INTERVIEWER: WHAT HAPPENED TO YOUR MOTHER? DO YOU KNOW ANY OF THE THINGS SPECIFICALLY THAT? Harris: Well I know she was once when-- INTERVIEWER: IF YOU COULD SAY "MY MOTHER." Harris: My mother, when she was down at the--where downtown somewhere at one, at one time, you know, she was--the firehose, you know, at the time when they were doin' all this, she was--in with that when they skeeted water on all of them. And then, you know, the ones that were really being--aggressive, you know, the fighters, the movement workers, they were real aggressive, they even put dogs on 'em. Well, she wasn't bit by a dog, but she was one of the victims of the water and after which they took 'em all and locked 'em up. They were locked up for not going, you know, when they told 'em to leave, they wouldn't leave. They were determined to stay there and fight it out. So she was one of the ones that were locked up, you know. She were pushed around. She was pushed around, but not really beat on, you know. She wasn't one that even though she was there at the time, you know, she just happened to be one of the lucky ones, I think, you know. That didn't get, you know, abused, you know, like that. But she was put in jail and water was put on her and everything but-- INTERVIEWER: WHAT DID YOU DO WHILE SHE WAS IN JAIL? Harris: Well, I was quite young then. I guess I just stayed at home and just wondered when would she get out, you know, and really, I guess, I was really trying to figure out at that time what was really happenin' you know, what was really goin' on. And a lot of it, my grandmother kept away from us 'cause she didn't really want us to worry about what had happened to my mother, but, you know, after we did notice she was in jail and my grandmother tried to explain to us what it was all about, you know, it worried me. It upsetted [sic] me. And I wanted--I did go down there. We went down there to see 'em. I remember going down there to the jail. To see 'em, but of course, they wouldn't let any of us in to see 'em at that time. You know, we just stayed outside. I remember going down there, stayin' outside and we would say, we're not leaving until you turn the people loose. And until justice is done we will stay here, and I thought at that time, we were going to get picked up and put in, but they didn't bother us, you know. They told us that we had to go, but our leaders would say, no we're not going. You know, so we stayed there and, you know, we waited and waited until, finally, they let all of the people out that they had locked up, you know. 00:15:41:00 INTERVIEWER: HOW LONG WAS THAT? Harris: How long did they-- INTERVIEWER: HOW LONG WAS SHE-- Harris: Oh I--maybe a day, two days something like that. You know, it wasn't long. I don't think. Not this time it wasn't. I think she was locked up twice as I remember correctly she was. But several days I think they had 'em locked up like that. INTERVIEWER: OK DO YOU HAVE ANY? OK. WONDERFUL. [cut] [end of interview] 00:16:09:00 (c) Copyright Washington University Libraries 2016
Series
Eyes on the Prize
Series
America, They Loved You Madly
Title
Interview with Patricia Harris
Producing Organization
Blackside, Inc.
Contributing Organization
Film and Media Archive, Washington University in St. Louis (St. Louis, Missouri)
AAPB ID
cpb-aacip/151-tt4fn11r1s
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Description
Episode Description
Filmed interview with Patricia Harris conducted in 1979 for America, They Loved You Madly, a precursor to Eyes on the Prize. Discussion centers on her experience growing up in Birmingham during 1963 and the Birmingham campaign.
Episode Description
This interview discusses the Birmingham Campaign.
Created Date
1979-02-23
Genres
Interview
Media type
Moving Image
Duration
00:16:09
Embed Code
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Credits
Interviewee: Harris, Patricia
Producer: Team D
Producing Organization: Blackside, Inc.
AAPB Contributor Holdings
Film & Media Archive, Washington University in St. Louis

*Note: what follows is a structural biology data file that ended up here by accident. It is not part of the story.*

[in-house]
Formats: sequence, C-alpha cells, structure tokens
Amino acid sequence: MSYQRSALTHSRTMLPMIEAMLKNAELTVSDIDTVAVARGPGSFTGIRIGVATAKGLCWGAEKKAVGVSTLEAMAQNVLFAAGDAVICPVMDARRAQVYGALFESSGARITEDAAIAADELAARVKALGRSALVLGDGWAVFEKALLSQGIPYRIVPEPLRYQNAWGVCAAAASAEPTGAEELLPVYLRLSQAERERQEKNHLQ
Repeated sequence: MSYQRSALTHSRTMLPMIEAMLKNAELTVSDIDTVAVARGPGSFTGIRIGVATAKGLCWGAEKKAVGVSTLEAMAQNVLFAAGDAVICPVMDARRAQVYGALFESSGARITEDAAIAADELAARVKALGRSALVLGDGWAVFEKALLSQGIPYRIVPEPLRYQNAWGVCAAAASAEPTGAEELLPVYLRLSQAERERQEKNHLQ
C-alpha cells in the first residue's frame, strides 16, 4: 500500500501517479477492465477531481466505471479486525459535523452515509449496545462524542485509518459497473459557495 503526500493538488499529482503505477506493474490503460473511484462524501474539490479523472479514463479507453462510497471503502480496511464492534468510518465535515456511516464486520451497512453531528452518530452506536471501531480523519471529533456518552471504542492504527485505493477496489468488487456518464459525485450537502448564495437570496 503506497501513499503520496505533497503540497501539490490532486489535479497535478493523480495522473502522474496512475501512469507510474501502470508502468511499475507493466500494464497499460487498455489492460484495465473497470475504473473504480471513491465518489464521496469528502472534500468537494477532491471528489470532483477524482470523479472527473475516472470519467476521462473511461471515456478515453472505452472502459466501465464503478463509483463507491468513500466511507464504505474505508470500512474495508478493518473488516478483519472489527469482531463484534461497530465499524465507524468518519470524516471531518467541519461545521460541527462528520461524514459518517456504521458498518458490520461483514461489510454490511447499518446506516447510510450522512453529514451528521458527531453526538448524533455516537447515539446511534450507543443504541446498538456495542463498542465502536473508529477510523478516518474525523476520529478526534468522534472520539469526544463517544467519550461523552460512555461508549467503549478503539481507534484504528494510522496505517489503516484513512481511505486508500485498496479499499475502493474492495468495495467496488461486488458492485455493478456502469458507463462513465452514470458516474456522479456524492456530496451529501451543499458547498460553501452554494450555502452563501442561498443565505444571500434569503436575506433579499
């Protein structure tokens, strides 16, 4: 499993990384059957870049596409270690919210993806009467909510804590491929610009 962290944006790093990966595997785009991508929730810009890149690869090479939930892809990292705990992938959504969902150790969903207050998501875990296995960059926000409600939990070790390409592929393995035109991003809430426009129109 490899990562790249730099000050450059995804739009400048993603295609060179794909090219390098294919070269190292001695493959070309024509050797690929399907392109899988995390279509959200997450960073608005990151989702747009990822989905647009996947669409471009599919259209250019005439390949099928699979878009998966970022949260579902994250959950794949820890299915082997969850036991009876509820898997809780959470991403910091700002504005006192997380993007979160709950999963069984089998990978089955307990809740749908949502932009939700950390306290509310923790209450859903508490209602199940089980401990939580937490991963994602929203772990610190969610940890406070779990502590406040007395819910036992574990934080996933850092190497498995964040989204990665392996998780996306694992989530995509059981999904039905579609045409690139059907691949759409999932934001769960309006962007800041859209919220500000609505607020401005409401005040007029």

Identifier: 784-2 (MAVIS Component Number)
Format: 16mm film
Generation: Positive
Color: Color
Duration: 0:16:0
Film & Media Archive, Washington University in St. Louis
Identifier: 784-3 (MAVIS Component Number)
Format: 16mm film
Generation: Magnetic track
Duration: 0:14:44
Film & Media Archive, Washington University in St. Louis
Identifier: 784-4 (MAVIS Component Number)
Format: 16mm film
Generation: Preservation
Color: Color
Duration: 0:0:0
Film & Media Archive, Washington University in St. Louis
Identifier: 784-5 (MAVIS Component Number)
Format: 16mm film
Generation: Preservation
Color: Color
Duration: 0:0:0
Film & Media Archive, Washington University in St. Louis
Identifier: 784-6 (MAVIS Component Number)
Format: 16mm film
Generation: Original
Color: Color
Duration: 0:15:22
Film & Media Archive, Washington University in St. Louis
Identifier: 784-7 (MAVIS Component Number)
Format: 16mm film
Generation: Preservation
Color: Color
Duration: 0:16:12
Film & Media Archive, Washington University in St. Louis
Identifier: 784-8 (MAVIS Component Number)
Format: 16mm film
Generation: Preservation
Color: Color
Duration: 0:16:45
Film & Media Archive, Washington University in St. Louis
Identifier: 784-9 (MAVIS Component Number)
Format: Video/quicktime
Generation: Preservation
Film & Media Archive, Washington University in St. Louis
Identifier: 784-10 (MAVIS Component Number)
Format: Video/quicktime
Generation: Copy
Duration: Video: 0:17:24:00
Film & Media Archive, Washington University in St. Louis
Identifier: 784-11 (MAVIS Component Number)
Format: Video/mpeg
Generation: Copy: Access
Duration: Video: 0:16:09:00
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Citations
Chicago: “Eyes on the Prize; America, They Loved You Madly; Interview with Patricia Harris,” 1979-02-23, Film and Media Archive, Washington University in St. Louis, American Archive of Public Broadcasting (GBH and the Library of Congress), Boston, MA and Washington, DC, accessed July 21, 2024, http://americanarchive.org/catalog/cpb-aacip-151-tt4fn11r1s.
MLA: “Eyes on the Prize; America, They Loved You Madly; Interview with Patricia Harris.” 1979-02-23. Film and Media Archive, Washington University in St. Louis, American Archive of Public Broadcasting (GBH and the Library of Congress), Boston, MA and Washington, DC. Web. July 21, 2024. <http://americanarchive.org/catalog/cpb-aacip-151-tt4fn11r1s>.
APA: Eyes on the Prize; America, They Loved You Madly; Interview with Patricia Harris. Boston, MA: Film and Media Archive, Washington University in St. Louis, American Archive of Public Broadcasting (GBH and the Library of Congress), Boston, MA and Washington, DC. Retrieved from http://americanarchive.org/catalog/cpb-aacip-151-tt4fn11r1s